Case Notes in


First published: Feb 2012
Riverbay Corp. v. New York City Commission

Our experience has been that the courts have been somewhat inconsistent in determining what constitutes a reasonable accommodation and, more to the point, who gets to determine what is “reasonable” – the person requesting the accommodation or the building owner. The court here adopted the commission’s determination that, in a circumstance where material differences were found between gaining access through the front door and the side door and where the resident objected to access through the side door, it was improper for the cooperative corporation to fail to modify the front door. We are inclined to believe that, although it is only briefly mentioned in the decision, the statement made by Riverbay’s architect that access could have been obtained through the front entrance was an important factor in the commission’s decision to reject the administrative law judge’s recommendation and hold that Riverbay failed to provide a reasonable accommodation. We have found that courts often give weight to the opinions of a board’s professional, and further, that boards are often protected – both in the context of reasonable accommodation matters and claims of breach of fiduciary duty – when they act in accordance with the findings of their experts. Here, it appears as if Riverbay’s architect stated that access could be available through the front entrance at a cost of approximately $20,000, yet Riverbay elected to provide side-door access notwithstanding Rose’s objection. While case law is not entirely clear when it comes to reasonable accommodation requests, we do believe that a cooperative or condominium must consider the specific request of the resident and the advice of the building’s expert when making its determination concerning a reasonable accommodation.

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First published: Jan 2006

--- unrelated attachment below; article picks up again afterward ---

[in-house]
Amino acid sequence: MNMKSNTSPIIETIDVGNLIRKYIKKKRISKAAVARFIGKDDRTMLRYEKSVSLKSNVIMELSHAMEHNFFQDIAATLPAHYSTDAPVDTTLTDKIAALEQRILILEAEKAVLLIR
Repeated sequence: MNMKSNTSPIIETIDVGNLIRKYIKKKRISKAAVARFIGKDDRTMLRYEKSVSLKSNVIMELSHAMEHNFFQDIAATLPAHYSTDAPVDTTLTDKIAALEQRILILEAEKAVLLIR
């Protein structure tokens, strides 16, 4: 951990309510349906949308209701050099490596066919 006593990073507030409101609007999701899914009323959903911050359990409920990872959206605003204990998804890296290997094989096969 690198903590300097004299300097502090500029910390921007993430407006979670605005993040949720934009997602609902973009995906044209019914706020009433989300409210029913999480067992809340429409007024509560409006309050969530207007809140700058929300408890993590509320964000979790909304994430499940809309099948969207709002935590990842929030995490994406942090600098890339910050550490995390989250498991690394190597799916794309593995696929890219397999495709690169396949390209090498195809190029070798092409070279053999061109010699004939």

Inwood Park Apartments Inc. vs. Coinmach Industries Co.

The trial court decision discussed above was recently upheld by an appellate court which reasoned that the right of first refusal did not save the right upon which Coinmach relied, since that right under the subject lease, if not exercised by Coinmach before the lease’s expiration, could be exercised indefinitely thereafter and without limitation as to the time within which the exercise was accomplished. Permitting Coinmach a temporally unrestricted right would constitute an unreasonable restraint upon the alienation of property. The appellate court perceived no beneficial purpose to be served by effectively requiring the residential co-op to retain Coinmach’s laundry room services indefinitely, regardless of their quality.

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First published: Sep 2002
Dorsey v. Hawthorne Garden Owners Corp.

Contrary to popular belief, neither an existing co-op nor a condo is required to incur unreasonable expenditures to make its building handicapped-accessible. Case law reveals that accommodations for handicapped persons are not required if they impose undue financial burdens or require fundamental alterations. Of course, newly constructed buildings are required to provide handicapped accessible facilities since such facilities can easily be accommodated within a new construction budget.

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